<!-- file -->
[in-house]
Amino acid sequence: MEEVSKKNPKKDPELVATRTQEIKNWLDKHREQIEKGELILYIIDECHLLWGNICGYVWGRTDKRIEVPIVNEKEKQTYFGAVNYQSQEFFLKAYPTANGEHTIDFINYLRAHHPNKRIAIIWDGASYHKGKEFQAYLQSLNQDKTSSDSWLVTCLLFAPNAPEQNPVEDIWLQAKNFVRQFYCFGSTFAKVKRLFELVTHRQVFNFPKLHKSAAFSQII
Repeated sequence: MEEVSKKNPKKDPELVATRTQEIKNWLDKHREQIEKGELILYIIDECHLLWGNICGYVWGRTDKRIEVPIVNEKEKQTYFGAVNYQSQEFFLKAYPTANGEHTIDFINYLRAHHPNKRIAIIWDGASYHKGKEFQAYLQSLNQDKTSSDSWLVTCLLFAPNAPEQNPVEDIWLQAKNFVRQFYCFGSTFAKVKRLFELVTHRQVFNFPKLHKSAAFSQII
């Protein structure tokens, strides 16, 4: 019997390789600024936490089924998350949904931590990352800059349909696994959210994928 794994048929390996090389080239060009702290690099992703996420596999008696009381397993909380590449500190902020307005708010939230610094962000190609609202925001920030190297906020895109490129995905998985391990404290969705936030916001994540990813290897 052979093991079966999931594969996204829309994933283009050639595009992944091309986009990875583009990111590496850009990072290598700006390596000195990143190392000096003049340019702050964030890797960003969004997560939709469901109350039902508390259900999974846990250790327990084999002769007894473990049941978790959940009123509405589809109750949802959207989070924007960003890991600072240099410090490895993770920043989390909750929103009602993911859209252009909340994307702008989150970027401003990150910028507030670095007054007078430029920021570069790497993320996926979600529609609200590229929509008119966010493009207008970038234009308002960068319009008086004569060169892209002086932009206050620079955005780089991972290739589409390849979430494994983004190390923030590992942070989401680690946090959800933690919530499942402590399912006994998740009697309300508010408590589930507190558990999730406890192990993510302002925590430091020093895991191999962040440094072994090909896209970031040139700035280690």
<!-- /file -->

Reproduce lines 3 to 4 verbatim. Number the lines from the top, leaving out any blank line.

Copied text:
Repeated sequence: MEEVSKKNPKKDPELVATRTQEIKNWLDKHREQIEKGELILYIIDECHLLWGNICGYVWGRTDKRIEVPIVNEKEKQTYFGAVNYQSQEFFLKAYPTANGEHTIDFINYLRAHHPNKRIAIIWDGASYHKGKEFQAYLQSLNQDKTSSDSWLVTCLLFAPNAPEQNPVEDIWLQAKNFVRQFYCFGSTFAKVKRLFELVTHRQVFNFPKLHKSAAFSQII
């Protein structure tokens, strides 16, 4: 019997390789600024936490089924998350949904931590990352800059349909696994959210994928 794994048929390996090389080239060009702290690099992703996420596999008696009381397993909380590449500190902020307005708010939230610094962000190609609202925001920030190297906020895109490129995905998985391990404290969705936030916001994540990813290897 052979093991079966999931594969996204829309994933283009050639595009992944091309986009990875583009990111590496850009990072290598700006390596000195990143190392000096003049340019702050964030890797960003969004997560939709469901109350039902508390259900999974846990250790327990084999002769007894473990049941978790959940009123509405589809109750949802959207989070924007960003890991600072240099410090490895993770920043989390909750929103009602993911859209252009909340994307702008989150970027401003990150910028507030670095007054007078430029920021570069790497993320996926979600529609609200590229929509008119966010493009207008970038234009308002960068319009008086004569060169892209002086932009206050620079955005780089991972290739589409390849979430494994983004190390923030590992942070989401680690946090959800933690919530499942402590399912006994998740009697309300508010408590589930507190558990999730406890192990993510302002925590430091020093895991191999962040440094072994090909896209970031040139700035280690």